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1800-1809 >>
Date Event Subjects
1790 Reverend Samuel Deane (1733-1814) published The New England Farmer; or Georgical Dictionary (Worcester), with the encouragement of the American Academy of Arts and Sciences. Deane had carried out agricultural experiments and also drew upon American and European background knowledge. [0001] Agriculture
1790 The first patent act was passed by Congress, acting under provisions of Article I, Section 8 of the U.S. Constitution. The secretary of state, secretary of war, and the attorney general were made a board to decide on patents. Administration was placed in the state department and its secretary, Thomas Jefferson. A revision of the law in 1793 put the secretary of state in charge but it was essentially a registering and fee collecting function and did not involve decision-making regarding the acceptability of an invention. [0002] Government—Federal / Technology and Invention
(April 17)
Benjamin Franklin (b.1706) died at Philadelphia. [0003] General or Miscellaneous / Physics
1791 William Bartram (1739-1823) published Travels Through North & South Carolina, Georgia, East and West Florida ... (Philadelphia). The work was an account of his botanical explorations but written in a luxurious style that became a source for European Romantic authors such as Chateaubriand, Wordsworth, and Coleridge. [0004] Botany
1792 Astronomer and natural philosopher David Rittenhouse (1732-1796) was appointed as the first director of the U.S. Mint. [0005] Government—Federal
1792 The Massachusetts Society for Promoting Agriculture was incorporated. It had its beginnings in 1785 in a special committee appointed by the American Academy of Arts and Sciences, and its early members generally were not directly engaged in farming. [0006] Organizations—Societies and Associations / Agriculture
1792 The Chemical Society of Philadelphia was established under the leadership of James Woodhouse (1770-1809). It was likely the first organized chemical society in the world, although John Penington, a student of Benjamin Rush (1746-1813), is said to have established a chemical society in 1789. Among the Philadelphia society's accomplishments was the promotion of the new chemistry of Lavoisier. In 1811, it was succeeded by the Columbian Chemical Society. [0007] Organizations—Societies and Associations / Chemistry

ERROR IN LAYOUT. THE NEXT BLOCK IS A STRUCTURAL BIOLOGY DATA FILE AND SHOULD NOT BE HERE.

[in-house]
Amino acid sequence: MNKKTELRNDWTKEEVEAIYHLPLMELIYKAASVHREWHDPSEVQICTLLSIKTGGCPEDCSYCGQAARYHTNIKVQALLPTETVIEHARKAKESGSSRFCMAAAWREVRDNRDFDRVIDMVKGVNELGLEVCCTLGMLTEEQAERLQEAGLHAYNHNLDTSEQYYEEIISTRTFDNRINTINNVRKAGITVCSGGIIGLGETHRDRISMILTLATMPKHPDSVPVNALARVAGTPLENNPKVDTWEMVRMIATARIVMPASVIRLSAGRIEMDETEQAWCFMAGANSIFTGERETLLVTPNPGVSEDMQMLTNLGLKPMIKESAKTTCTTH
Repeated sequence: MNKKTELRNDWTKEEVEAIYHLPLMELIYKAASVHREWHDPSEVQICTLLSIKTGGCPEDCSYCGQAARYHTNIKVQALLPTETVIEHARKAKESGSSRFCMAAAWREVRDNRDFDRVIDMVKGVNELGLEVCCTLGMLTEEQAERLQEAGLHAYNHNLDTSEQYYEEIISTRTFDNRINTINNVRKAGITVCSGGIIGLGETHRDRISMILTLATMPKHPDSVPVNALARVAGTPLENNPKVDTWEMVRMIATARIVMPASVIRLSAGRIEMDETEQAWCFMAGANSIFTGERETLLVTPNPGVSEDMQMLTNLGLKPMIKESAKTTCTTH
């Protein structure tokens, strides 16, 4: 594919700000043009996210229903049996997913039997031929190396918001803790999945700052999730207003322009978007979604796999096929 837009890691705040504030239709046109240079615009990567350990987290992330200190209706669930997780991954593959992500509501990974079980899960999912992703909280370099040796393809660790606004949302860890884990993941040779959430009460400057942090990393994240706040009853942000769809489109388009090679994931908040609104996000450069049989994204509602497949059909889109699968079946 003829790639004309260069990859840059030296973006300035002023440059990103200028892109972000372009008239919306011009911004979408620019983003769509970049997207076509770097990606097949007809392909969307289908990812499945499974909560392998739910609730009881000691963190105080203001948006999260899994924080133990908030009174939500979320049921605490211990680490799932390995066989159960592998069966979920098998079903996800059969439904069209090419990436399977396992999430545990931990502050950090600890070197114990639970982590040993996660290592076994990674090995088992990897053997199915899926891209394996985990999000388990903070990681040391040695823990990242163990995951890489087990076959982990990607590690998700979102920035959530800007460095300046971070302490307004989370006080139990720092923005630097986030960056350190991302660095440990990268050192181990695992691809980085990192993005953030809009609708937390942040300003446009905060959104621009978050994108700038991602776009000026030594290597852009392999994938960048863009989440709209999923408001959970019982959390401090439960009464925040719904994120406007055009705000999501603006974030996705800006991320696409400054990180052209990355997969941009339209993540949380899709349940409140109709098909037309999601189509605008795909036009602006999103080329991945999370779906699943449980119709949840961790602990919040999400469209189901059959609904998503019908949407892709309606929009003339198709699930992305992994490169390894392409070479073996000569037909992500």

1793 Chemist Thomas Cooper (1759-1839) came to the United States from England, accompanied by two sons of Joseph Priestley (1733-1804), who came the next year. [0008] General or Miscellaneous / Chemistry
1793 Eli Whitney (1765-1825) invented the cotton gin. [0009] Technology and Invention
1794 Samuel L. Mitchill (1764-1831) published Nomenclature of the New Chemistry (New York). Mitchill explained to his readers that the new ideas were prevalent to the degree that any chemically knowledgeable person should know them and promoted them as a new truth in chemistry. (In 1801, Mitchill also published Explanation of the Synopsis of Chemical Nomenclature and Arrangement [New York].) [0010] Chemistry
1794 The Springfield Armory was made a national facility by Congress. [0011] Government—Federal / Military and War
(June 4)
Chemist and natural philosopher Joseph Priestley (1733-1804) moved from England to the United States, arriving in New York on this date. Soon thereafter, he settled at Northumberland, Pennsylvania. [0012] General or Miscellaneous / Chemistry
1795 David Rittenhouse (1732-1796) was elected a member of the Royal Society of London. [0013] General or Miscellaneous
1795 John Maclean (1771-1814) was appointed professor of chemistry and natural history at Princeton University (then College of New Jersey). This was the first such American professorship in chemistry not attached to a medical school. [0014] Organizations—Academic / Chemistry
1795 Oliver Evans (1755-1819) published The Young Mill-Wright & Miller's Guide (Philadelphia). Through its many editions, it became a favorite source for young mechanics. [0015] Technology and Invention
1796 Benjamin Thompson (Count Rumford) (1753-1814), gave $5,000 in stock to the American Academy of Arts and Sciences to establish a biennial medal and premium for American work in heat and light. (At the same time, he also established a Rumford medal with the Royal Society of London.) Probably the earliest research endowment, in 1832 the Academy received legal permission to make use of the fund more flexible in its support of research. The first prize was not given until 1839. [0016] Funds and Funding